21 August 2009
20 August 2009
|At the southern entrance to Glen Coe|
|Near Loch Ness|
|Somewhere in Scotland!|
So when I was offered the latest addition to the Suzuki commuter range, the TU250X, I was actually quite looking forward to trying a bike that might fit the bill for the beleaguered commuter of the future.
During my trips to Spain this Spring, I saw quite a few TU's on the streets in Murcia. Although not as popular as the Yamaha SR250, there were significantly more than you'd see in any UK town.
The Mediterranean weather is far more attractive for people to consider biking. Most of the city centres in Spain are old and not suitable for traffic, and parking can be a nightmare. So small bikes come into their own. With the UK Government starting to see the commuter motorist as a source of revenue for the Treasury, small bikes might be the way to go. Unfortunately, the first step was somewhat backward, when Gordon Brown, the Chancellor of the Exchequer, actually raised VED on this capacity of small bike. Even Homer Simpson could have done a better job than that.
So what about the TU250 makes it so popular in Spain? Essentially it is a GN250 in new clothes. The engine, frame and running gear are the same as the custom styled stable mate. What we have here is a 249cc sohc, air-cooled single cylinder motor, the same as the GN250. Suzuki's paperwork, which came with the bike, made no hp claims. I would reckon that it's probably around 20bhp at most. The 'bars are lower and the seating position is far more comfortable for larger and taller riders.
The model I had was officially Warm Silver Metallic, but it looked more grey than silver. The other two colours are Candy President Maroon and Candy Teal Blueish Green. Both of these were very evident in the Spanish market. At 125kg it is very light and a seat height of 29.5 ins. makes it ideal for shorter riders as well.
The 12-litre tank and seat unit are very different to the GN. The tank is quite bulbous and the overall styling is supposed to reflect the bikes of the Sixties. The legend 'Super Classic' on the side panel is supposed to confirm this. The seat is actually a tan colour rather than the usual black. The front section is removable and underneath you'll find a small tray for small items such as a disc lock. I couldn't fit my cable-lock in it though. The handbook and a European Suzuki dealer list is cleverly hidden under the rear seat in a small plastic 'cigar-case' style box cum folder. A novel idea.
Once on the bike, like most new Suzuki’s there is a clutch interlock and a cut-out on the side stand. Starting means pulling out the choke from the single carb, pulling in the clutch and if in gear, pulling up the side stand before pressing the start button. The starter didn't fail to have the bike ticking over after only one press of the button. The choke can be put fully in immediately. The gearbox is the same reliable 5 speed unit that Suzuki have been perfecting over a number of years and this one is no different.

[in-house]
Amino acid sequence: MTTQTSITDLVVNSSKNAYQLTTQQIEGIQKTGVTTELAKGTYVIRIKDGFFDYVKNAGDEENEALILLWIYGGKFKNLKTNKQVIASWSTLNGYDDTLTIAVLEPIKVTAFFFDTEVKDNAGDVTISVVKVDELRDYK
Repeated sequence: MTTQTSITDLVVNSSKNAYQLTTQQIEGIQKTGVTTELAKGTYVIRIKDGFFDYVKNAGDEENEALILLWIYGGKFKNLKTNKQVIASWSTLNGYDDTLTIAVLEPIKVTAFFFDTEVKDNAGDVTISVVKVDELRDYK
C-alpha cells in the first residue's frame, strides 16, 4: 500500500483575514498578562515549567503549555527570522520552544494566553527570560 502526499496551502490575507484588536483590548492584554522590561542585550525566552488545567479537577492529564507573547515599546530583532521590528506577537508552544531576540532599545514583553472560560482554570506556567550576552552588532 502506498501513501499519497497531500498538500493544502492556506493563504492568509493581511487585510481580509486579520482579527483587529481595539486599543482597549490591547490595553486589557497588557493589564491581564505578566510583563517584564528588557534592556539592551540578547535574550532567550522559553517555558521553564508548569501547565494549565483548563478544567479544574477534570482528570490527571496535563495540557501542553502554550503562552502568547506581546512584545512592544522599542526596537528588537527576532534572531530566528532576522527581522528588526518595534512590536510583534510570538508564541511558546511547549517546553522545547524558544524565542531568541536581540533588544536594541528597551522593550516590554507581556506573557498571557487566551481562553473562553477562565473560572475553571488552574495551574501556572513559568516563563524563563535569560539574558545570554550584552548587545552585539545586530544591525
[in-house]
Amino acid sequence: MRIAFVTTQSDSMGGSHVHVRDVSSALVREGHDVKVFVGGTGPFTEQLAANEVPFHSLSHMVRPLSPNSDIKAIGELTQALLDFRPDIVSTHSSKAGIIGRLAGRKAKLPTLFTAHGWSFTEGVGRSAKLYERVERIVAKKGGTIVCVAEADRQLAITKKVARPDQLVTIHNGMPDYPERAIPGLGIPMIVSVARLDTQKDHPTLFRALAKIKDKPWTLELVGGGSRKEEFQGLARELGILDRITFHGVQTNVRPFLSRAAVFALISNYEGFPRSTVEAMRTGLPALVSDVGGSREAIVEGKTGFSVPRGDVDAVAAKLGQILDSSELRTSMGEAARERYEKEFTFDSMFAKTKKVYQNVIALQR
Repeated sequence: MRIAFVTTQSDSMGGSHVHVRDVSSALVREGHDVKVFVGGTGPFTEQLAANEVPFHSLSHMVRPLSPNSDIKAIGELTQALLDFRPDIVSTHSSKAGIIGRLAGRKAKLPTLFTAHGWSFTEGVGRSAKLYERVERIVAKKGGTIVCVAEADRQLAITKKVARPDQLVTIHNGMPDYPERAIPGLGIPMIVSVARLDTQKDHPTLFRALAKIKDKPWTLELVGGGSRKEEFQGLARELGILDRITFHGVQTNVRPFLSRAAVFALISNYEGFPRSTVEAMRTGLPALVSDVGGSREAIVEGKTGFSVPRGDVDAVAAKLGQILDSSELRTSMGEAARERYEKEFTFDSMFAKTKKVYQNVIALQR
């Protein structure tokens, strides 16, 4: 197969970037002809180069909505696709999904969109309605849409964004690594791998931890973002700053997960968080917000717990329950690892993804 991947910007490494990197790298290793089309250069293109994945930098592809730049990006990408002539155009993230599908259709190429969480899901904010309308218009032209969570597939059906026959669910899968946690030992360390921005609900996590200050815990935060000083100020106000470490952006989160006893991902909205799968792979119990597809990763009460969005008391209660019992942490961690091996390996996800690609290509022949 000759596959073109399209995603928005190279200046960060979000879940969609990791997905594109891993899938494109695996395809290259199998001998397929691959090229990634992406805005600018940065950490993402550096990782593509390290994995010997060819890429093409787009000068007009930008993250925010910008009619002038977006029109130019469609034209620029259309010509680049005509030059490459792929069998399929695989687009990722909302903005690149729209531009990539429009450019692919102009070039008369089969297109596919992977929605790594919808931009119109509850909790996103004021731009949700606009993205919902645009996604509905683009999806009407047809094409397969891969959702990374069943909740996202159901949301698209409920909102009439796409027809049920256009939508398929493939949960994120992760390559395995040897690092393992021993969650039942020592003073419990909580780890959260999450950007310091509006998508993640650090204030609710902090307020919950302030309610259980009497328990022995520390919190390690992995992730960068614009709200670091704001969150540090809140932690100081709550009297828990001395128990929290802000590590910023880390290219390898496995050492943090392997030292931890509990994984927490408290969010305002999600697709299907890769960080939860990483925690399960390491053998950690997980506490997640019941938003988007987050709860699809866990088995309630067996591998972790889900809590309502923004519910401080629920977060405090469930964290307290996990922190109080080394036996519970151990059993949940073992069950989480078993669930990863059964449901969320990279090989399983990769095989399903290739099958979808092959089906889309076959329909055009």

The controls all fall easily to hand and feet and are very easy to use. Suzuki has dropped the tachometer and has provided the rider with a single chrome surrounded speedo on the top yoke. The headlamp is a large, and effective, unit that features a painted body ands chrome rim. It also only boasts three idiot lights; two symmetrical green ones for neutral and indicator repeater and a small blue high-beam light inside the bottom of the speedo.
The demo bike also came equipped with a genuine Suzuki fork mounted fairing. This was perfectly colour matched and fitted rigidly to the top of the fork legs between the yokes. It kept the wind off quite well and didn't have any real effects on handling.
Handling isn't too bad given the light weight and spindly S rated tyres. Suspension is a little basic with only the rear shocks adjustable. However, it coped with me onboard very well. At higher speeds on sweeping bends there was a slight tendency for the bars to wobble slightly. This may be a combination of suspension, tyres and the light weight of the bike combining. At 65-70mph the bike was pretty stable.
Overtaking is a serious business though. On the flat the top speed varies from about 65-75mph, on downhill runs I found myself shutting off to keep it in the 70's. Catching up slower moving traffic on the open roads required a lot of forward observation and planning to make sure that you can get past, and back in, before anything comes the other way, or worse, an incline appears, and speed begins to scrub off naturally! In the end, you get used to it and ride everywhere at 3/4 throttle! It is FUN!
The bike had only 360 miles on the clock when I picked it up from Crawley, and I added another 360 on trips commuting to work and on the BMF's Dunstable Downs run on August Bank Holiday Sunday. Given the low mileage it took a while to ensure that it was run-in okay. I cruised back on the motorways and after 88 miles managed to squeeze a mere 5 litres into the tank. I didn't believe it either! I had been moving along quite well on the motorways almost door to door and I'm sure Tesco aren't selling more petrol than their pump says! The first refill gave figures of 79.9mpg!
Although more suited to a smaller and lighter rider, the TU manfully took on the job of a whole week's commuting 15 miles each way to work and back. Mainly on fast A road and the Bedford bypass. Speeds ranged between 55 and 70 for most of the way. So imagine my surprise to get 158.2 miles for 9.5 litres - 75.6mpg! A smaller lighter rider must be able to get figures well in the 80's.